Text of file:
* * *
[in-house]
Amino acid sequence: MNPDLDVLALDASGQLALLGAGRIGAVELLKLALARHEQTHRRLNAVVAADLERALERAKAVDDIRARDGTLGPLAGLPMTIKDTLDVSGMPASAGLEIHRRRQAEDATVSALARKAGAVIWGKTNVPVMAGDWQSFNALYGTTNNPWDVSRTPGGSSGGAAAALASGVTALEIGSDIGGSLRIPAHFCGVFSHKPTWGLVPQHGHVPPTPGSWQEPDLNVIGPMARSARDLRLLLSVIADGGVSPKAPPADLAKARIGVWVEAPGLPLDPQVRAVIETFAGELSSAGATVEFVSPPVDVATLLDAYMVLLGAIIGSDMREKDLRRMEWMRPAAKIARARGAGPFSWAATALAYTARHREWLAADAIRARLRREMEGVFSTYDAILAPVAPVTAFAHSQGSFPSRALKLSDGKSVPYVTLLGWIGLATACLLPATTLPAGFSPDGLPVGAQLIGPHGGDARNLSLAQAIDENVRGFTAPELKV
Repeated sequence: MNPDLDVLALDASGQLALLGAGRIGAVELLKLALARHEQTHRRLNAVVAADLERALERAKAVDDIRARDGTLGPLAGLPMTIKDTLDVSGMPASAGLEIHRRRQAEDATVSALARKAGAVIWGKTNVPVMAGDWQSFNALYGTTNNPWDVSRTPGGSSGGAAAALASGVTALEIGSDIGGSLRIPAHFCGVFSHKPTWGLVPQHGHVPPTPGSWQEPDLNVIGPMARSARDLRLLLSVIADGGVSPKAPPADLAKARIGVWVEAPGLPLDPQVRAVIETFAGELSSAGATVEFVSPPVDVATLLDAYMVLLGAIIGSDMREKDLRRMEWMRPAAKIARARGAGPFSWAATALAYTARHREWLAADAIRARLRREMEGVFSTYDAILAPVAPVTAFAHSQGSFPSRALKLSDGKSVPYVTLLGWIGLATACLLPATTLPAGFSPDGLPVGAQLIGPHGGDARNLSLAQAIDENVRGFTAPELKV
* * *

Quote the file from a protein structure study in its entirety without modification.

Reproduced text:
[in-house]
Amino acid sequence: MNPDLDVLALDASGQLALLGAGRIGAVELLKLALARHEQTHRRLNAVVAADLERALERAKAVDDIRARDGTLGPLAGLPMTIKDTLDVSGMPASAGLEIHRRRQAEDATVSALARKAGAVIWGKTNVPVMAGDWQSFNALYGTTNNPWDVSRTPGGSSGGAAAALASGVTALEIGSDIGGSLRIPAHFCGVFSHKPTWGLVPQHGHVPPTPGSWQEPDLNVIGPMARSARDLRLLLSVIADGGVSPKAPPADLAKARIGVWVEAPGLPLDPQVRAVIETFAGELSSAGATVEFVSPPVDVATLLDAYMVLLGAIIGSDMREKDLRRMEWMRPAAKIARARGAGPFSWAATALAYTARHREWLAADAIRARLRREMEGVFSTYDAILAPVAPVTAFAHSQGSFPSRALKLSDGKSVPYVTLLGWIGLATACLLPATTLPAGFSPDGLPVGAQLIGPHGGDARNLSLAQAIDENVRGFTAPELKV
Repeated sequence: MNPDLDVLALDASGQLALLGAGRIGAVELLKLALARHEQTHRRLNAVVAADLERALERAKAVDDIRARDGTLGPLAGLPMTIKDTLDVSGMPASAGLEIHRRRQAEDATVSALARKAGAVIWGKTNVPVMAGDWQSFNALYGTTNNPWDVSRTPGGSSGGAAAALASGVTALEIGSDIGGSLRIPAHFCGVFSHKPTWGLVPQHGHVPPTPGSWQEPDLNVIGPMARSARDLRLLLSVIADGGVSPKAPPADLAKARIGVWVEAPGLPLDPQVRAVIETFAGELSSAGATVEFVSPPVDVATLLDAYMVLLGAIIGSDMREKDLRRMEWMRPAAKIARARGAGPFSWAATALAYTARHREWLAADAIRARLRREMEGVFSTYDAILAPVAPVTAFAHSQGSFPSRALKLSDGKSVPYVTLLGWIGLATACLLPATTLPAGFSPDGLPVGAQLIGPHGGDARNLSLAQAIDENVRGFTAPELKV